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Facebook Messenger for FMLA leave requests? Maybe.

published in McAfee & Taft EmployerLINC | October 11, 2022

Even with absences covered by the Family and Medical Leave Act, an employer is entitled to put in place policies that set out how an employee must notify the employer about their health related absences. As the means of communicating with supervisors have changed and increased over time, whether an employee has given adequate notice of their absence through some electronic methods can become an issue when there is a dispute about an individual’s entitlement to FMLA coverage.

The attendance policy

Gestamp West Virginia, LLC manufactures auto parts in South Charleston, West Virginia. Under Gestamp’s attendance and leave policies, employees must notify their group leader at least 30 minutes before their shift begins if they will be late or absent. Employees are required to use a call-in line to provide this notice. The call-in line number is posted on a bulletin board, and Gestamp gives each employee a card bearing the call-in number.

Surgery, infection and absences from work

Kasey Roberts worked on the assembly line at Gestamp, and Gary Slater was his group leader. After undergoing an emergency appendectomy in June, Roberts sent Slater a Facebook message explaining his situation. Slater and Roberts continued to communicate with one another via Facebook Messenger after the surgery, with Roberts advising Slater he would miss work for two weeks while he recovered. After he was released from the hospital, Roberts dropped off a physician’s note to the company confirming the need to miss work for recovery.

Shortly before returning to work, Roberts’ surgical wound became infected, and he was readmitted to the hospital. Roberts immediately messaged Slater to explain he was back in the hospital, and he asked for Human Resources’ fax number to forward paperwork extending his medical leave. Roberts and Slater continued to communicate through Facebook Messenger about his condition and when he would be able to resume working. Eventually, Roberts was approved to return to his job on August 12.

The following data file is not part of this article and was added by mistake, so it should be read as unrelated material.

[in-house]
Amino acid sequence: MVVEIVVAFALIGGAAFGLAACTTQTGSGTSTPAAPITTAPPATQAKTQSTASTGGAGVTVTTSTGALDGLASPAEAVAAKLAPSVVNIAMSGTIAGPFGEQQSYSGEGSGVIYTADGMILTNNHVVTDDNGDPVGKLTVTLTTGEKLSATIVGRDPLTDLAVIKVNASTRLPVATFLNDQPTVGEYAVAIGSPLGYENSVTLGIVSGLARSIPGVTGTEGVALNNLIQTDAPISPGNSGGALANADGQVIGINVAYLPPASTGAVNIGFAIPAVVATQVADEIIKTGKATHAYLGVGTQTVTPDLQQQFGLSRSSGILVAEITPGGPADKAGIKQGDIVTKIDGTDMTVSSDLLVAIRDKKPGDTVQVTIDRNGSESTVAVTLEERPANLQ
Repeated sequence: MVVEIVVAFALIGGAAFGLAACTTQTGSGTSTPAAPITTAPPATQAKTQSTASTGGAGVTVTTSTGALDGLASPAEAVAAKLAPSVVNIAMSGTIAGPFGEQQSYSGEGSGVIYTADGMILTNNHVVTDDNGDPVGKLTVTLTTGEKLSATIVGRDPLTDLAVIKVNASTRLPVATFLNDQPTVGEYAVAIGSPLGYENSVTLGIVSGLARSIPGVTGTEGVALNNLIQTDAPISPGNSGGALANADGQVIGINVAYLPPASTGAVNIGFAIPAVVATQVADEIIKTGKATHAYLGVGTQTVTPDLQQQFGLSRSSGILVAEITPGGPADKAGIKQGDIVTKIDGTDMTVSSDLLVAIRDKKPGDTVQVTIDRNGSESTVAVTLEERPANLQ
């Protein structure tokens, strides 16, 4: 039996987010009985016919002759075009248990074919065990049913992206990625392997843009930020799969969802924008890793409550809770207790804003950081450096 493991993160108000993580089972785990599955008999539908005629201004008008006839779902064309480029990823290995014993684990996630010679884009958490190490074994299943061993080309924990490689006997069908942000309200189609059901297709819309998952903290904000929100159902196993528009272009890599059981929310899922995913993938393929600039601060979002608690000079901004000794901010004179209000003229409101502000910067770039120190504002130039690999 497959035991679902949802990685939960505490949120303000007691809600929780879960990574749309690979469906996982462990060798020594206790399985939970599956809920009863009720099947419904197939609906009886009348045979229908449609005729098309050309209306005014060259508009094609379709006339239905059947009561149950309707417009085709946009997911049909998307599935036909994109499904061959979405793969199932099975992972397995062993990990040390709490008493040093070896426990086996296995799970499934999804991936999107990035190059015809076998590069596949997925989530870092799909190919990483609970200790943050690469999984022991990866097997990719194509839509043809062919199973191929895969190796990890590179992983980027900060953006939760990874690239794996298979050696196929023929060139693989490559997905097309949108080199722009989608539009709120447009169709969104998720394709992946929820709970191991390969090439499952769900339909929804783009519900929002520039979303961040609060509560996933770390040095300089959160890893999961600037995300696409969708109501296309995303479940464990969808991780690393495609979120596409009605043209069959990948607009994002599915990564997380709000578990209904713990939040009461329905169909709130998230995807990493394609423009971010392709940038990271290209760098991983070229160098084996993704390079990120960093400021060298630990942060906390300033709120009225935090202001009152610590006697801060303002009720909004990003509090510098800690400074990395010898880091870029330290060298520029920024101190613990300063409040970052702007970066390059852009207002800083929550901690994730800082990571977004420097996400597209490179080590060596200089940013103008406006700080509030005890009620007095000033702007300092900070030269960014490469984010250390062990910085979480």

After working a few days, Roberts began to feel pain and sought medical care. On August 20, he messaged Slater to say that he would again be missing work, that he was being admitted to the hospital, and that he did not know how long he would be hospitalized. On September 3, when Roberts returned to Gestamp with a physician’s note covering his most recent absence, he learned he had been fired for “job abandonment.”

The FMLA Lawsuit

Roberts sued Gestamp over his termination, claiming the employer had interfered with his rights under the Family and Medical Leave Act. Under the FMLA, Gestamp was entitled to require employees to comply with its “usual and customary notice and procedural requirements for requesting leave” unless “unusual circumstances” existed. Gestamp argued that Robert’s failure to use the employer’s call-in number to report his absences and status justified termination. Roberts countered that Gestamp modified its call-in requirements by way of Roberts and Slater’s past use of Facebook Messenger for his absences.

Notices via Facebook Messenger may work

FMLA regulations permit an employer to require its workforce to call a designated number or a specific individual to request leave. Here, the issue was whether Roberts’ use of Facebook Messenger to notify Slater of his absence and status was a “usual and customary” method to advise Gestamp of his need for FMLA leave. For a number of reasons, a federal appeals court ruled that a jury should decide whether Gestamp had violated the FMLA by firing Roberts.

A ”usual and customary” procedure includes “any method that an employer has, by informal practice or course of dealing with the employee, regularly accepted ….” Here, Roberts and Slater had a history of communicating about work issues using Facebook Messenger. More particularly, Roberts and Slater had routinely communicated about his ongoing health condition, absences, and return to work via messaging, and neither Slater nor anyone else at Gestamp had objected to that method in the past. Indeed, Roberts’ earlier absences had been approved for FMLA leave.

Message to employers

Have a written policy setting out the procedure employees must follow when requesting leave or reporting absences. It makes sense to train supervisors on how those reporting requirements work, and to emphasize they should not approve an absence that does not satisfy your procedure. If they are uncertain or have any questions, supervisors should know to work with Human Resources when navigating leave or absence issues.

Roberts v. Gestamp West Virginia, LLC., No. 20-2202 (4th Cir. 8/15/22)